Thursday evening update from the ABC 33/40 Weather Blog on the severe weather threat in Central Alabama:
As a strong cold front marches east, showers and thunderstorms continue to develop and move with it. A strong line of showers and some severe thunderstorms are pushing east this evening. Much of Central Mississippi remains under a tornado watch until 11 PM. There are a few severe thunderstorm and tornado warning with this line. We expect severe weather watches to be issued eastward as the storm system continues its movement.
Much of Alabama remains in a slight risk for severe weather until 7 AM. The risk runs along a line from near Scottsboro in Jackson County, to Gadsden, Pell City, Clanton, Selma, Monroeville and Citronelle in northern Mobile County. All of Birmingham, Tuscaloosa, Cullman, Fayette, Hamilton and Demoplis are in this risk.
The surface low with this system has remained in Iowa, Illinois and the Great Lakes today. For a classic severe weather event, the surface low would need to be farther south over Arkansas, southern Missouri or northern Mississippi. That helps add dynamics and increase winds shear across Alabama. For this event, that is not the case. The main lifting mechanism is the front itself. It is doing a great job at allowing thunderstorms to develop, but it is lacking some other key severe weather parameters that are needed.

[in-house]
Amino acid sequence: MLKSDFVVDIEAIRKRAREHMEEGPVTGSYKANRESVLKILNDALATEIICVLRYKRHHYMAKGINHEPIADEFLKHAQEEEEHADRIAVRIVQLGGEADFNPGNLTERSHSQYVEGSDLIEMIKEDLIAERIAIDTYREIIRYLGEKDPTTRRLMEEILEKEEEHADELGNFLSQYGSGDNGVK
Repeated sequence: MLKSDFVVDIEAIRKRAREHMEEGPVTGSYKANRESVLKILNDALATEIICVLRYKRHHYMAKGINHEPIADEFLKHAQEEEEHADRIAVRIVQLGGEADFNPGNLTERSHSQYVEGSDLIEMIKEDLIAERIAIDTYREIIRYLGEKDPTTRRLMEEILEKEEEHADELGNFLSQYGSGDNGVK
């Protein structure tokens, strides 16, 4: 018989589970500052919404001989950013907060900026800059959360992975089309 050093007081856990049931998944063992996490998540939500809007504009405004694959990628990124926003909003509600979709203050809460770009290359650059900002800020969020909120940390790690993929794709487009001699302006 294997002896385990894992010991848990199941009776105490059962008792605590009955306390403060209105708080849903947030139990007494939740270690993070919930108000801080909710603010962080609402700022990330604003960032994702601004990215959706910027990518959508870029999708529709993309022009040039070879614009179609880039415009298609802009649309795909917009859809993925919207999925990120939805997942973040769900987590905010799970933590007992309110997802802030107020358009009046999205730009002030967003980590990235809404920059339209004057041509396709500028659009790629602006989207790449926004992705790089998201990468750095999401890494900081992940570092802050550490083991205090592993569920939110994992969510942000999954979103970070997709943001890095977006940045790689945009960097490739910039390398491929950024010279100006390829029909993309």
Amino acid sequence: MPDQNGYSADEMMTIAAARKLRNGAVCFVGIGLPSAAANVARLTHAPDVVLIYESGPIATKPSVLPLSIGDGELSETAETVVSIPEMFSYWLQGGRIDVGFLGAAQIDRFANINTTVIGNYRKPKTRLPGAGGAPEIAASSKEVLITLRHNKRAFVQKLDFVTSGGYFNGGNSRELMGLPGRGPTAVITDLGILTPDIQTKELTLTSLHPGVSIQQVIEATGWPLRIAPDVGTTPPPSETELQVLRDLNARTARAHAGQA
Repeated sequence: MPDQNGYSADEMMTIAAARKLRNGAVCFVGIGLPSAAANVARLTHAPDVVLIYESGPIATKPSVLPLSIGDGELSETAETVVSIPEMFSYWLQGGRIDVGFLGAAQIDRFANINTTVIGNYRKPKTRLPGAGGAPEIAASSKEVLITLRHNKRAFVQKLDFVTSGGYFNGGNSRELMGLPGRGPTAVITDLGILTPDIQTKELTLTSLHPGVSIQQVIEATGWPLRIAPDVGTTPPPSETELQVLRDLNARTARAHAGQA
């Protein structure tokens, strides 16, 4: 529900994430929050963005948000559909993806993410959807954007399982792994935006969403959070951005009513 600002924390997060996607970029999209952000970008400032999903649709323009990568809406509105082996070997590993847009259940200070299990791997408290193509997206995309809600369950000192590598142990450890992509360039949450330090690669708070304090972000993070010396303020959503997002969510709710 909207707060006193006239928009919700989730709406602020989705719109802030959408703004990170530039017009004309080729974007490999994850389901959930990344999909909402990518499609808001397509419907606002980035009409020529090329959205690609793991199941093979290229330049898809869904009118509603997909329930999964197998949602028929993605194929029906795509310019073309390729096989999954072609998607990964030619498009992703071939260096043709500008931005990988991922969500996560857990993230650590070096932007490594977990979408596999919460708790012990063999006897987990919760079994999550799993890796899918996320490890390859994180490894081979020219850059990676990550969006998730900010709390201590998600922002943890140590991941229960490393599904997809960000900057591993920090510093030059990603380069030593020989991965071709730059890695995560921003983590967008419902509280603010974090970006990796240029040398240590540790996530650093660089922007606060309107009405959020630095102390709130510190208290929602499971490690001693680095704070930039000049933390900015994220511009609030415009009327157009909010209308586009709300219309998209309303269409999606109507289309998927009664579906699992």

Many areas warmed into the 80s today and dew points have remained in the lower 60s. The low level jet could increase over the region this evening, but daytime heating will be lost. CAPE values for Central Alabama look to remain around 500 J/KG, with maybe some slightly higher values over northwest Alabama. This will help provide enough energy for thunderstorm development tonight.
This has remained constant through the day. Storms should be approaching the western boarder of Alabama just before midnight. For the Birmingham metro, it looks as though 3-4 AM will be the time that things could get a little rough. By sunrise the line should be approaching our eastern boarder. The thunderstorm timing will be slower the farther south and east you go. Storms could still be ongoing through late morning tomorrow down towards Troy and Phenix City.
It would appear that a strong squall line will be crossing the state. With most squall lines, damaging straight line winds will be the main concern. With the main forcing of the system so far to the north, it is hard to get strongly rotating thunderstorm. However, tornadoes will still be a threat, especially in any bowing segment along the line. These are very hard to detect a lot of times because that are rain wrapped and many times in the intense radar returns.
Since the worst of the activity will be impacting the state during the overnight hours, it is essential that you have a way to receive severe weather alerts. You cannot rely on outdoor weather sirens. Make sure you have multiple sources for severe weather notifications that will wake you up when you are being threatened.
See the latest tweets from Chief Meteorologist James Spann (@spann) below the links to the news and weather apps.
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